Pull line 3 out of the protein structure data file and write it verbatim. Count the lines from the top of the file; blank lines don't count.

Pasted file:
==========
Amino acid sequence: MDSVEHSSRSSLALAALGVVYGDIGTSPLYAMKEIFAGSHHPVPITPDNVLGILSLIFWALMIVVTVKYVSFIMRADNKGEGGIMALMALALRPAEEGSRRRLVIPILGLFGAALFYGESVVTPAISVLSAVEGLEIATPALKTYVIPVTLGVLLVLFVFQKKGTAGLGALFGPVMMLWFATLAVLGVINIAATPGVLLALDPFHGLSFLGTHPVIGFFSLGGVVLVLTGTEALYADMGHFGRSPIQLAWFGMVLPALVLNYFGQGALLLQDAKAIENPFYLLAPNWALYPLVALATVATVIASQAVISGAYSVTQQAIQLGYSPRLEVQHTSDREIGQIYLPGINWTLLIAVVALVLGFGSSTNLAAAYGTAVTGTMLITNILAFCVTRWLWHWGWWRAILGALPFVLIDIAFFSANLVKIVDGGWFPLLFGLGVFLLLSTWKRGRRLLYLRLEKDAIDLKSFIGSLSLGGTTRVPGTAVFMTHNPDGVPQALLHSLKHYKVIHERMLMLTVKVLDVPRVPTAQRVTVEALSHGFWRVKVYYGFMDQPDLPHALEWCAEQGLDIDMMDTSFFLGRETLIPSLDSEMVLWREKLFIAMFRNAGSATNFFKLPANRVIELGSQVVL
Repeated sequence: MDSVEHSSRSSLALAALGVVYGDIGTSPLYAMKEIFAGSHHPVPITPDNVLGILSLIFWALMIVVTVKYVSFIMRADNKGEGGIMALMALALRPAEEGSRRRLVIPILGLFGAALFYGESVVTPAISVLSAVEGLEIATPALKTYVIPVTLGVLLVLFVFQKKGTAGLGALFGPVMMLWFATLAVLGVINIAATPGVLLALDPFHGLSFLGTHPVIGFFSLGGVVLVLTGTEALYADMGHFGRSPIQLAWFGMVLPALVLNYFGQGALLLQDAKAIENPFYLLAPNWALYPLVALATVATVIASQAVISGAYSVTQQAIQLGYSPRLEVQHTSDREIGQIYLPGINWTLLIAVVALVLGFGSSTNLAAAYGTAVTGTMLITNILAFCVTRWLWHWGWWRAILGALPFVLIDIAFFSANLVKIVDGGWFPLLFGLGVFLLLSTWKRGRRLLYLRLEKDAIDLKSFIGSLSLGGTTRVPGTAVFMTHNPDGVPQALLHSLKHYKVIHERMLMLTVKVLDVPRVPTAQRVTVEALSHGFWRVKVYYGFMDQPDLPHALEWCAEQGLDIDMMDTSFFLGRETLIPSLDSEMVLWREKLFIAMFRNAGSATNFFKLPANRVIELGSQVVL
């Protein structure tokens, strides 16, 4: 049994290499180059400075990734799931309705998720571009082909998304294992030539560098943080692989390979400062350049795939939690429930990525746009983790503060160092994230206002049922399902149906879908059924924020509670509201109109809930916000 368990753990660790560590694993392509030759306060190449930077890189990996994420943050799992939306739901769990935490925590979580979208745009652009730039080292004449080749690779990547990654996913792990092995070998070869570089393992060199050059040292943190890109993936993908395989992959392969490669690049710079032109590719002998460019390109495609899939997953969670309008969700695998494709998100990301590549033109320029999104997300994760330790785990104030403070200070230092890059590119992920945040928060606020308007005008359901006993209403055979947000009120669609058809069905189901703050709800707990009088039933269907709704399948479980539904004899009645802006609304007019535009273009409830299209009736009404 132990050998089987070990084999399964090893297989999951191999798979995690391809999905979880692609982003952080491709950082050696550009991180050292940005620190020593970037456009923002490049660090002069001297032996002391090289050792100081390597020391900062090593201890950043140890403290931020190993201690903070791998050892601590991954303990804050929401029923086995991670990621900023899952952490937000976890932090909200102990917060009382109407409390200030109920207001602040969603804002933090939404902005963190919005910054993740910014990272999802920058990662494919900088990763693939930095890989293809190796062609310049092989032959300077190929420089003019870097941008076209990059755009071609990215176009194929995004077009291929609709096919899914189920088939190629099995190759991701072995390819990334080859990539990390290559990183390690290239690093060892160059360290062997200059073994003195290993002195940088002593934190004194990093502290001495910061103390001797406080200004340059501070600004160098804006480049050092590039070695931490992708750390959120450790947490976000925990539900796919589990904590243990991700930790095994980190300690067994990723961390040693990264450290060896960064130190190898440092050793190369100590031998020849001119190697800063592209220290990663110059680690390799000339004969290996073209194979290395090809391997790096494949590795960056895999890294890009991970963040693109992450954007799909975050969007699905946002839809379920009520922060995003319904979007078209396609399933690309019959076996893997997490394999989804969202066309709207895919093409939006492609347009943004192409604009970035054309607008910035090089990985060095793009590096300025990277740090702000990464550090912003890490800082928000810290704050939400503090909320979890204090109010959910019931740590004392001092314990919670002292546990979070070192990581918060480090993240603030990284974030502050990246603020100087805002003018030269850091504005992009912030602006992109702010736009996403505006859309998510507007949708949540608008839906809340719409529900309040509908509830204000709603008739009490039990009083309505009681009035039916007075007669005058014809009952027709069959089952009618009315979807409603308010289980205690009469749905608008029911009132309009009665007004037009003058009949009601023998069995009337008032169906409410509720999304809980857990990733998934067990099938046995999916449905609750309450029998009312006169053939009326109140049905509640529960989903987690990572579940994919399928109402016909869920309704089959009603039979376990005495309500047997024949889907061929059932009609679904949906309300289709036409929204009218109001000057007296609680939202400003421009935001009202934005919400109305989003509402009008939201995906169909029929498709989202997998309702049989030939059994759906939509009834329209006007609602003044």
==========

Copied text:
């Protein structure tokens, strides 16, 4: 049994290499180059400075990734799931309705998720571009082909998304294992030539560098943080692989390979400062350049795939939690429930990525746009983790503060160092994230206002049922399902149906879908059924924020509670509201109109809930916000 368990753990660790560590694993392509030759306060190449930077890189990996994420943050799992939306739901769990935490925590979580979208745009652009730039080292004449080749690779990547990654996913792990092995070998070869570089393992060199050059040292943190890109993936993908395989992959392969490669690049710079032109590719002998460019390109495609899939997953969670309008969700695998494709998100990301590549033109320029999104997300994760330790785990104030403070200070230092890059590119992920945040928060606020308007005008359901006993209403055979947000009120669609058809069905189901703050709800707990009088039933269907709704399948479980539904004899009645802006609304007019535009273009409830299209009736009404 132990050998089987070990084999399964090893297989999951191999798979995690391809999905979880692609982003952080491709950082050696550009991180050292940005620190020593970037456009923002490049660090002069001297032996002391090289050792100081390597020391900062090593201890950043140890403290931020190993201690903070791998050892601590991954303990804050929401029923086995991670990621900023899952952490937000976890932090909200102990917060009382109407409390200030109920207001602040969603804002933090939404902005963190919005910054993740910014990272999802920058990662494919900088990763693939930095890989293809190796062609310049092989032959300077190929420089003019870097941008076209990059755009071609990215176009194929995004077009291929609709096919899914189920088939190629099995190759991701072995390819990334080859990539990390290559990183390690290239690093060892160059360290062997200059073994003195290993002195940088002593934190004194990093502290001495910061103390001797406080200004340059501070600004160098804006480049050092590039070695931490992708750390959120450790947490976000925990539900796919589990904590243990991700930790095994980190300690067994990723961390040693990264450290060896960064130190190898440092050793190369100590031998020849001119190697800063592209220290990663110059680690390799000339004969290996073209194979290395090809391997790096494949590795960056895999890294890009991970963040693109992450954007799909975050969007699905946002839809379920009520922060995003319904979007078209396609399933690309019959076996893997997490394999989804969202066309709207895919093409939006492609347009943004192409604009970035054309607008910035090089990985060095793009590096300025990277740090702000990464550090912003890490800082928000810290704050939400503090909320979890204090109010959910019931740590004392001092314990919670002292546990979070070192990581918060480090993240603030990284974030502050990246603020100087805002003018030269850091504005992009912030602006992109702010736009996403505006859309998510507007949708949540608008839906809340719409529900309040509908509830204000709603008739009490039990009083309505009681009035039916007075007669005058014809009952027709069959089952009618009315979807409603308010289980205690009469749905608008029911009132309009009665007004037009003058009949009601023998069995009337008032169906409410509720999304809980857990990733998934067990099938046995999916449905609750309450029998009312006169053939009326109140049905509640529960989903987690990572579940994919399928109402016909869920309704089959009603039979376990005495309500047997024949889907061929059932009609679904949906309300289709036409929204009218109001000057007296609680939202400003421009935001009202934005919400109305989003509402009008939201995906169909029929498709989202997998309702049989030939059994759906939509009834329209006007609602003044």